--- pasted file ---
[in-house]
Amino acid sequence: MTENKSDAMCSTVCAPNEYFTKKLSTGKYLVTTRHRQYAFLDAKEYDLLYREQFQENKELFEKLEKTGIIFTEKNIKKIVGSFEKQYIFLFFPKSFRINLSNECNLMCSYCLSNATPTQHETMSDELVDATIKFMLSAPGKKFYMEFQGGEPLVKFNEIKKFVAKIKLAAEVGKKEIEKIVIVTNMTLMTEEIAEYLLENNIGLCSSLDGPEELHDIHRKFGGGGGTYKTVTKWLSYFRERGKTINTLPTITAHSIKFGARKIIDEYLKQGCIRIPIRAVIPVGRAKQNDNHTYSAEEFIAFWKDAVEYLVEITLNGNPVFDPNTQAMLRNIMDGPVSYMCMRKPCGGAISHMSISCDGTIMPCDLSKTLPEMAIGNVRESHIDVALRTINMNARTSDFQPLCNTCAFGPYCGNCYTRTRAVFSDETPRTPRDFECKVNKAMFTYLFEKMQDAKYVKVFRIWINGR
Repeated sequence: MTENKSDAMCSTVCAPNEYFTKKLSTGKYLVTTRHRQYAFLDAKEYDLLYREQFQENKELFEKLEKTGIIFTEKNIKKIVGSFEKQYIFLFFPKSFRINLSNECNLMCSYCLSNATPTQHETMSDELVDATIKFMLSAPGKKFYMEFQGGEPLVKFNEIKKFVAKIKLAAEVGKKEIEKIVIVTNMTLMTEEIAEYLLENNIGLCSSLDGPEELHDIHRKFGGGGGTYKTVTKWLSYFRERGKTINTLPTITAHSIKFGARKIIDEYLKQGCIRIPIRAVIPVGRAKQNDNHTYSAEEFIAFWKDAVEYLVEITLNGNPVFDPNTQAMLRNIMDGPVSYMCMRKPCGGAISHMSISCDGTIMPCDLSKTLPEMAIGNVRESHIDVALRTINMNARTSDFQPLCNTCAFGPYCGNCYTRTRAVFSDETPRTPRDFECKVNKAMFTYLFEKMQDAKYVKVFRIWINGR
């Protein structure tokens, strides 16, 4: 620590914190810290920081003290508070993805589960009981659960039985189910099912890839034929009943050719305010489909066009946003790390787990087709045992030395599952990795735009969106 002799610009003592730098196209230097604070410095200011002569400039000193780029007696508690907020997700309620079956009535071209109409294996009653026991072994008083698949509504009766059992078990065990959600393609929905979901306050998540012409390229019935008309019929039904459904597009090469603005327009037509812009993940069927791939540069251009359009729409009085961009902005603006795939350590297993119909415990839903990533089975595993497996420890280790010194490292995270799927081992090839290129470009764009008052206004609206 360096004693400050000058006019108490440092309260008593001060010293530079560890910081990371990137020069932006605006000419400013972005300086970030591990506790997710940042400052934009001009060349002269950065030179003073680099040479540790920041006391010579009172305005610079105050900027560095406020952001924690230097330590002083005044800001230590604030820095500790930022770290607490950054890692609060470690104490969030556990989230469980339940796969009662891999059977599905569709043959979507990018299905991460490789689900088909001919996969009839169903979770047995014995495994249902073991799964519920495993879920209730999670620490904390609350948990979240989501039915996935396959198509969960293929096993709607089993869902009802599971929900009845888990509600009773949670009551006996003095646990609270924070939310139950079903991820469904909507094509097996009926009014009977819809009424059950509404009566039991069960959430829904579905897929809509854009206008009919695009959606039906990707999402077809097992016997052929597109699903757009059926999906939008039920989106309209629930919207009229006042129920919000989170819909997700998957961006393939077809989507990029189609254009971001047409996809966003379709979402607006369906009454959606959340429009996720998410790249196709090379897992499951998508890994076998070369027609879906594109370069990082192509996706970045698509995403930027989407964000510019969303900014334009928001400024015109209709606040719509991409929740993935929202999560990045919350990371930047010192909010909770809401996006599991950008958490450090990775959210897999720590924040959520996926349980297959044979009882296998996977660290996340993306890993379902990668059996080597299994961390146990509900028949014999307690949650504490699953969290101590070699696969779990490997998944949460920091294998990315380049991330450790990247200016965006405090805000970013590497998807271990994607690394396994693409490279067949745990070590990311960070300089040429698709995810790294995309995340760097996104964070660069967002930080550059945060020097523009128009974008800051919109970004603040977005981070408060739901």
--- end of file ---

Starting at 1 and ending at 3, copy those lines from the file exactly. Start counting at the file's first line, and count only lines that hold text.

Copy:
[in-house]
Amino acid sequence: MTENKSDAMCSTVCAPNEYFTKKLSTGKYLVTTRHRQYAFLDAKEYDLLYREQFQENKELFEKLEKTGIIFTEKNIKKIVGSFEKQYIFLFFPKSFRINLSNECNLMCSYCLSNATPTQHETMSDELVDATIKFMLSAPGKKFYMEFQGGEPLVKFNEIKKFVAKIKLAAEVGKKEIEKIVIVTNMTLMTEEIAEYLLENNIGLCSSLDGPEELHDIHRKFGGGGGTYKTVTKWLSYFRERGKTINTLPTITAHSIKFGARKIIDEYLKQGCIRIPIRAVIPVGRAKQNDNHTYSAEEFIAFWKDAVEYLVEITLNGNPVFDPNTQAMLRNIMDGPVSYMCMRKPCGGAISHMSISCDGTIMPCDLSKTLPEMAIGNVRESHIDVALRTINMNARTSDFQPLCNTCAFGPYCGNCYTRTRAVFSDETPRTPRDFECKVNKAMFTYLFEKMQDAKYVKVFRIWINGR
Repeated sequence: MTENKSDAMCSTVCAPNEYFTKKLSTGKYLVTTRHRQYAFLDAKEYDLLYREQFQENKELFEKLEKTGIIFTEKNIKKIVGSFEKQYIFLFFPKSFRINLSNECNLMCSYCLSNATPTQHETMSDELVDATIKFMLSAPGKKFYMEFQGGEPLVKFNEIKKFVAKIKLAAEVGKKEIEKIVIVTNMTLMTEEIAEYLLENNIGLCSSLDGPEELHDIHRKFGGGGGTYKTVTKWLSYFRERGKTINTLPTITAHSIKFGARKIIDEYLKQGCIRIPIRAVIPVGRAKQNDNHTYSAEEFIAFWKDAVEYLVEITLNGNPVFDPNTQAMLRNIMDGPVSYMCMRKPCGGAISHMSISCDGTIMPCDLSKTLPEMAIGNVRESHIDVALRTINMNARTSDFQPLCNTCAFGPYCGNCYTRTRAVFSDETPRTPRDFECKVNKAMFTYLFEKMQDAKYVKVFRIWINGR